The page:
Dave Stewart

Guardians of the Galaxy #1 Review

Guardians of the Galaxy (2015) #1

Guardians of the Galaxy (2015) #1

Ah, comic reviews. We tried this a few years ago, back when the Matt Fraction Fantastic Four and FF series launched. They weren't particularly enjoyable to write, and they never seemed to fit too well with the focus the site had back then. A few years later, and the idea of checking in with a member of the Fantastic Four in the post-Secret Wars universe seemed to be a more attractive prospect. So, we put this new feature in as a Patreon milestone goal. Our supporters then backed us to that milestone, and here we are.

The conclusion to Secret Wars handily removed Reed, Sue and the Future Foundation from the Marvel Universe, setting them up to recreate the Multiverse. Johnny Storm joined the Inhumans books, as well as appearing in Uncanny Avengers, whilst Ben Grimm found himself in outer space, a member of Brian Michael Bendis's Guardians of the Galaxy.

As has been mentioned on the podcast, I really couldn't care about the ongoing efforts to make the Inhumans a central, viable concept in the Marvel Universe, which is why I'll be focusing these reviews on the Guardians of the Galaxy series. It's an uneasy compromise, as many years of reading Bendis's Avengers comics have left me exceedingly sceptical when it comes to his writing of team books. I'm also a huge fan of the Abnett and Lanning version of the book, especially the characters that never made it past the end of The Thanos Imperative into the Marvel NOW title, namely Mantis, Adam Warlock, Nova and Cosmo.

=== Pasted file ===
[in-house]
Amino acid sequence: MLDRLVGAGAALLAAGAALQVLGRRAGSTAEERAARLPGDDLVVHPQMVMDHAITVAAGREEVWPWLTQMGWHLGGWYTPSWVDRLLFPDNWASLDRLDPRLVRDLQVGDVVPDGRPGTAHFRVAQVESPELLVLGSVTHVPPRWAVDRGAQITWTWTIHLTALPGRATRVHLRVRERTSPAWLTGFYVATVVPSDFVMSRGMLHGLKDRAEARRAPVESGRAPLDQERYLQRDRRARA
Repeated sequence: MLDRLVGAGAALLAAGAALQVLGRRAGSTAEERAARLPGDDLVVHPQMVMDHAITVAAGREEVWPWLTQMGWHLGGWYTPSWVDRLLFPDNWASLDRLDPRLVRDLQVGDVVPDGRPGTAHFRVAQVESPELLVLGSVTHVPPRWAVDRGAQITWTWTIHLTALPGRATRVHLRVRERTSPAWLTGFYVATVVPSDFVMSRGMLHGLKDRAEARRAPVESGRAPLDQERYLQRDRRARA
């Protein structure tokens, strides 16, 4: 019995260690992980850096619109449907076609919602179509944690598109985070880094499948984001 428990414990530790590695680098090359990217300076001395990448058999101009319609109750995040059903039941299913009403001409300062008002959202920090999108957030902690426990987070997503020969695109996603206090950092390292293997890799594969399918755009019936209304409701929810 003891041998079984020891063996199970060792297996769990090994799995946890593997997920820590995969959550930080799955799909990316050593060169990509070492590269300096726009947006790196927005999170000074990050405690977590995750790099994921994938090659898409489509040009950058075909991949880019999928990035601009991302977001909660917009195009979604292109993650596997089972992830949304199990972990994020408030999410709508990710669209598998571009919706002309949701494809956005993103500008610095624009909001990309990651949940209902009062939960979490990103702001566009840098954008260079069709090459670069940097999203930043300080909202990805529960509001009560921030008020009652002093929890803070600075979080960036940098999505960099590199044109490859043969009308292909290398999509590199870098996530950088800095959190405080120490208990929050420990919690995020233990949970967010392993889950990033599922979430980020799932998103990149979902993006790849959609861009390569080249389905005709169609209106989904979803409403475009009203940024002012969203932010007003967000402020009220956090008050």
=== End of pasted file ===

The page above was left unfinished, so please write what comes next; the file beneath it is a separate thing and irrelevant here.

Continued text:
(I need to mention this at the top of the review, because I do have a bias against this title for these reasons. I'm open to being surprised by the book as it develops - I've only read the first issue - but I'm entering with low expectations.)

The basic plot of this issue has the Guardians - Kitty Pryde as Star Lord, Drax, Rocket Raccoon, Groot, Venom and The Thing - steal something from the Chitauri, realise that they don't know what they've stolen, then take it to Spartax to show off to former Star Lord-turned-reluctant-galactic-emperor Peter Quill. Before any questions can be answered, a badly beaten Gamora arrives, followed by a mysterious figure called Hala.

It probably won't surprise seasoned Bendis readers to discover that not a lot happens in this issue. Nominally, we're supposed to be concerned with the never-mentioned eight-month gap between the end of Secret Wars and the start of this issue, in which Ben has moved out to space, and Kitty had become Star Lord in the absence of her partner. Following a brief prologue with Annihilus, we open with Ben and his internal monologue, and the warning bells are ringing rather loudly at this point.

The Thing has an exceedingly recognisable voice. He is gruff, full of heart, prone to exaggeration and, most notably, he has an accent. It can be overplayed at times, but his is one of the most identifiable in comics. It's puzzling why Bendis, one mis-used everlovin' aside, never attempts to capture that voice and let Ben be Ben. The same can be said of Drax, whose most notable contribution to the comic is a ridiculous run-on sentence that is completely at odds with any portrayal of the character in comics or film prior to the Bendis era.